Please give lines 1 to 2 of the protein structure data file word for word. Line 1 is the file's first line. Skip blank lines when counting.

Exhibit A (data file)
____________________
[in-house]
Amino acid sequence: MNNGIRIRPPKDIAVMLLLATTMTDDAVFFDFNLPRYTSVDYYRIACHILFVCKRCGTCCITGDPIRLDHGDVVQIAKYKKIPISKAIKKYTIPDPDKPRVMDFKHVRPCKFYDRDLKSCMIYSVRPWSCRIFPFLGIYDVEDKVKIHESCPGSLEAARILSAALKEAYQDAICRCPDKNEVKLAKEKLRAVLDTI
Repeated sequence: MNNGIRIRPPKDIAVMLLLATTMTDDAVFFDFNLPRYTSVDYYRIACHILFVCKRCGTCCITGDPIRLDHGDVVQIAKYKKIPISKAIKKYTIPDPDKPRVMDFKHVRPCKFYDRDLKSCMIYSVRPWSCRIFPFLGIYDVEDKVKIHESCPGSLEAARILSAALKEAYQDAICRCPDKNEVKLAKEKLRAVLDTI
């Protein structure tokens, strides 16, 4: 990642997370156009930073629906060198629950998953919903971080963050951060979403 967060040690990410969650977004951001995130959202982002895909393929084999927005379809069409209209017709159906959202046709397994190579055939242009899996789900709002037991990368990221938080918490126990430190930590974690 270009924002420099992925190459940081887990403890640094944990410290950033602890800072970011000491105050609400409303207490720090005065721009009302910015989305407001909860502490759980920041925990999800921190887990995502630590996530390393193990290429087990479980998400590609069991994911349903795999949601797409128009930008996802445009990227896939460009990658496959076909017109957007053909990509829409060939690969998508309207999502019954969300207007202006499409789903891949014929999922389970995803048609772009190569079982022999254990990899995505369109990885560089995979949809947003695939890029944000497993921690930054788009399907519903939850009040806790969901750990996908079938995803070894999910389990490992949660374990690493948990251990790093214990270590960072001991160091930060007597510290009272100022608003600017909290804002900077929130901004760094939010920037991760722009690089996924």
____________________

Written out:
[in-house]
Amino acid sequence: MNNGIRIRPPKDIAVMLLLATTMTDDAVFFDFNLPRYTSVDYYRIACHILFVCKRCGTCCITGDPIRLDHGDVVQIAKYKKIPISKAIKKYTIPDPDKPRVMDFKHVRPCKFYDRDLKSCMIYSVRPWSCRIFPFLGIYDVEDKVKIHESCPGSLEAARILSAALKEAYQDAICRCPDKNEVKLAKEKLRAVLDTI